I am a big Dr Who fan & Lately I’ve been enjoying the reruns of the Latest series of Dr Who, starring Matt Smith & Karen Gillan. One of the The latest episodes I’ve seen follows The Doctor & Amy back to World War II to meet Winston Churchill, who is very excited about having a new secret weapon which could help him win the war. However The Doctor is horrified to discover that this new secret weapon is in fact a Dalek, masquerading as a human created weapon
It turns out that it is part of a devious plan by the Daleks, who have managed to locate one of the last remaining “Progenitor Devices,” which will enable them to create a whole new race of Daleks, and it has been programmed to start upon hearing the Doctor’s voice. So they trick the Doctor into declaring them to be Daleks, this starts up the Progenitor Device and within moments they are in big trouble….
The Time of Angels/ Flesh & Stone
My favourite Doctor Who episodes are the ones which are Creepy dark, and atmospheric. This two-part episode fits the bill perfectly. It starts off when The Doctor (Matt Smith) and Amy (Karen Gillan) rescue River Song (Alex Kingston) from a stricken spaceship, carrying a Weeping Angel, the ship then crash lands on a planet. So they go to get help, but the trouble is that the only way to reach help is to go through a maze of creepy catacombs, which they discover to their horror, all happen to be inhabited by more Weeping Angels…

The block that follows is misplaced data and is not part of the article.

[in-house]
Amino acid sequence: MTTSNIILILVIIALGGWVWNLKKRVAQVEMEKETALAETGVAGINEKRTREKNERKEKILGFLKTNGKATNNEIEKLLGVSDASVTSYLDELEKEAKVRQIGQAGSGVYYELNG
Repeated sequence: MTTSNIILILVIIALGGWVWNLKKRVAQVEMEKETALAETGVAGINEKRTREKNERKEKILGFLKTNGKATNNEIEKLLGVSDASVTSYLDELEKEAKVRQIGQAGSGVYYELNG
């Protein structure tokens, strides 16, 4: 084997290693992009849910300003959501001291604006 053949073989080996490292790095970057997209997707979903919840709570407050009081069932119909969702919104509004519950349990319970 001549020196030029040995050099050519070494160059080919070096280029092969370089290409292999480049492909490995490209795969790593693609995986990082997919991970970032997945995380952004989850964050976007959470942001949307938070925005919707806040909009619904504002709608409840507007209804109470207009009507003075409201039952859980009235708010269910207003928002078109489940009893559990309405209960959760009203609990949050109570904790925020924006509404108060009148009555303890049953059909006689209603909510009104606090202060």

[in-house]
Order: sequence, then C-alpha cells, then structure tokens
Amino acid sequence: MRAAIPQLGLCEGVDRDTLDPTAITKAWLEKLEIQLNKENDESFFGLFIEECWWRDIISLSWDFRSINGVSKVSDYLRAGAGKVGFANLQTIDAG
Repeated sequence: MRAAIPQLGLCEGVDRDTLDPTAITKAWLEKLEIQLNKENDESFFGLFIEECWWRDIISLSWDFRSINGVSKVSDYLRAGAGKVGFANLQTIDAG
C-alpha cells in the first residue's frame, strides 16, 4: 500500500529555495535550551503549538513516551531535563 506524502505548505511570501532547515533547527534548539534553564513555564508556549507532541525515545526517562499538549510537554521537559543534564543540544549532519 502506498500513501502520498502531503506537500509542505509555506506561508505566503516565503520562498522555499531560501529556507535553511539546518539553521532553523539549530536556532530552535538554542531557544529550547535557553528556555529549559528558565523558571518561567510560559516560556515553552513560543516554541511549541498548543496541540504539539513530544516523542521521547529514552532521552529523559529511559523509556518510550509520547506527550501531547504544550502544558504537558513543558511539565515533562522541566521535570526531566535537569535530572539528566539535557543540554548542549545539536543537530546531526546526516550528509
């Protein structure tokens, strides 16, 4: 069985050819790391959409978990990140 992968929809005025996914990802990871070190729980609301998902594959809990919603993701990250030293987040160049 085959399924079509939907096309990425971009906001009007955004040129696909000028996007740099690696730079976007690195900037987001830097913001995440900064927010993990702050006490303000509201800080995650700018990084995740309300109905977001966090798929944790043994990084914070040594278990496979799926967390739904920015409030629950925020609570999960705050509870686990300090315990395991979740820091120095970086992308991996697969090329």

This is another fascinating steam related book I have been reading again recently. It is a nostalgic look at Britain’s Railways through the eyes of a chap whose boyhood dream it was to become an Engine Driver, but who was sadly denied his dream due to medical reasons.
In the book he reminisces about his experiences of growing up with steam, getting his first job on the railway as a junior Porter and gradually working his way up until he becomes part of the senior management at the station nineteen years later, and goes right up to the point where steam is phased out in the 1960’s to make way for the then-government’s rather hastily thought out and executed plan of Modernisation & Dieselisation on Britain’s railways.
Ive recently started reading This Nostalgic and fascinating book again, which looks at the heritage of lost railway lines in Britain and features some wonderful archive photography to illustrate the way things used to be aswell as using accounts from those who worked on the railways at the time and photos of how the area looks now.
The book is divided into these chapters Southern England, Wales, Central England, East Anglia, Northern England & Scotland. Each chapter looks at subjects such as Lost Routes, Lost Stations, Railway Works, Tunnels Bridges & Viaducts, Signalling, Lost liveries, Excursions, Engine Sheds, Repairs, lost Narrow Gauge Railways, Nameplates & Goods, on each of the railways. The books also looks at the reasons why the closures were made and what became of the various structures afterwards